By continuing to work and starting his pension later, Mr. Brown increases his lifetime average earnings. His unadjusted retirement pension will now be $942.07, including the 17% general drop-out. As he turns 63 in 2016, the new actuarial reduction of 14.4% will apply (i.e., pension is 85.6% of full pension at age 65). His actual pension at age 63 will be: $ x 85.6%=$806.41 Earnings from work after CPP retirement 2016 (63) – 100% of YMPE 2018 (65) – 50% of YMPE 2020 (67) – 50% of YMPE 2017 (64) – 50% of YMPE 2019 (66) – 50% of YMPE 2021 (68) – 50% of YMPE The monthly PRB is a separate benefit. Each year of contributions results in a new PRB, payable the following year and actuarially adjusted for the age of the contributor. The total monthly pension at age 69 is the sum of all PRBs and the early retirement pension taken at 63 = $ If life expectancy is 82 years, the life-time CPP pension will be $212,959. 2017 – $23.49 2019 – $13.72 2021 – $15.85 2018 – $12.66 2020 – $14.78 2022 – $16.91 23

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**Sample Case 1: Scenario 3 Work full-time to 63, start CPP at 65, continue part-time work until 68**

At age 65, (2018) Mr. Brown’s unadjusted retirement pension will be $ Note: This amount is almost identical to the one in Scenario 2. Years of lower or zero earnings at the end of a career may reduce a contributor’s lifetime average, and thus, their unadjusted retirement amount. However, as he will start receiving his benefit at age 65, there is no actuarial adjustment. Therefore, his actual pension is also $940.92, which is higher than in Scenario 2. Suppose earnings from work : 2018 (65) – 50% of YMPE 2020 (67) – 50% of YMPE 2019 (66) – 50% of YMPE 2021 (68) – 50% of YMPE The monthly PRB is a separate benefit. Each year of contributions results in a new PRB, payable the following year and actuarially adjusted for the age of the contributor. The total monthly pension at age 69 is the sum of all PRBs and the full retirement benefit taken at 65 = $1, If Mr. Brown lives to age 82, the life-time CPP pension will be $214,568. 2019 – $13.72 2021 – $15.85 2020 – $14.78 2022 – $16.91 24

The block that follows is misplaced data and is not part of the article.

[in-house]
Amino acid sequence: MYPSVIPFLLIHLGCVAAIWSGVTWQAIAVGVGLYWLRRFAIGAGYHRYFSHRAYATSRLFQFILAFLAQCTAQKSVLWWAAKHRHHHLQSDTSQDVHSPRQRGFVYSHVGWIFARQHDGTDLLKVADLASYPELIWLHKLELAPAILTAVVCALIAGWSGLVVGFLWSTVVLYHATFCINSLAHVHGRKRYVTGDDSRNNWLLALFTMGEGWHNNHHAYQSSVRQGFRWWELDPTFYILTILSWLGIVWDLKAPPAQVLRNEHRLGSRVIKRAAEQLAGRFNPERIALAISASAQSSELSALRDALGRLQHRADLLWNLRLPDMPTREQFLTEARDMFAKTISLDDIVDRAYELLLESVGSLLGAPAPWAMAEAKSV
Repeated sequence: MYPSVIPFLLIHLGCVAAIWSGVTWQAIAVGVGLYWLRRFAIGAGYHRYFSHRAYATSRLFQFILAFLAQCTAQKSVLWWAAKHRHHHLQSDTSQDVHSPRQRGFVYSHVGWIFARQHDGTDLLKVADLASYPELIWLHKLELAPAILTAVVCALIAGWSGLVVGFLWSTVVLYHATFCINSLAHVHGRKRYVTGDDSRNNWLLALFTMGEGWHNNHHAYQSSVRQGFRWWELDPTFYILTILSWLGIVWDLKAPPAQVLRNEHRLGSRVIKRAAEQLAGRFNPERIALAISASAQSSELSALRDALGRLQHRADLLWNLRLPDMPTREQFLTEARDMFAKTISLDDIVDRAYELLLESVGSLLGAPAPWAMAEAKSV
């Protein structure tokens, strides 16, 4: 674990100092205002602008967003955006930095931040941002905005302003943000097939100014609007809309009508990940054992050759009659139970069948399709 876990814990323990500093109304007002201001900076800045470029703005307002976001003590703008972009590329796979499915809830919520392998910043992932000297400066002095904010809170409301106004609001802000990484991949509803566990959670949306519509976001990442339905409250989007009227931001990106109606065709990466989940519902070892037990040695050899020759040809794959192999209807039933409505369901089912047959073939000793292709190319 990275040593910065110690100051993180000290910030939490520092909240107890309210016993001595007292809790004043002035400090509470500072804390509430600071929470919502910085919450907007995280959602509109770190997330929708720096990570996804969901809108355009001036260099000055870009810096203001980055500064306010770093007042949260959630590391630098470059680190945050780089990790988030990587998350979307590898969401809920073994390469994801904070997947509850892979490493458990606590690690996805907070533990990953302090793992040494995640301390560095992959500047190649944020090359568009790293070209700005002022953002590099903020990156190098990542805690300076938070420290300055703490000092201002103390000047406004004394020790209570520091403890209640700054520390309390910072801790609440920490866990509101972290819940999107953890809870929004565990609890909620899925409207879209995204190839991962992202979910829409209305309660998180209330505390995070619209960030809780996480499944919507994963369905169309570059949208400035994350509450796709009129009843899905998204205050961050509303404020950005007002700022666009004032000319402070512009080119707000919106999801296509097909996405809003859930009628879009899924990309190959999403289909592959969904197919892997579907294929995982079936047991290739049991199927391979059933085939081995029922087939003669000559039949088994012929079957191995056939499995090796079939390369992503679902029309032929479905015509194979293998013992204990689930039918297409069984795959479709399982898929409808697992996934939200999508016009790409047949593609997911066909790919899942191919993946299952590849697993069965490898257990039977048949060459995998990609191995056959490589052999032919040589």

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**Sample Case 1: Scenario 4 Work full-time to 63, work part-time until 68 (and start CPP then)**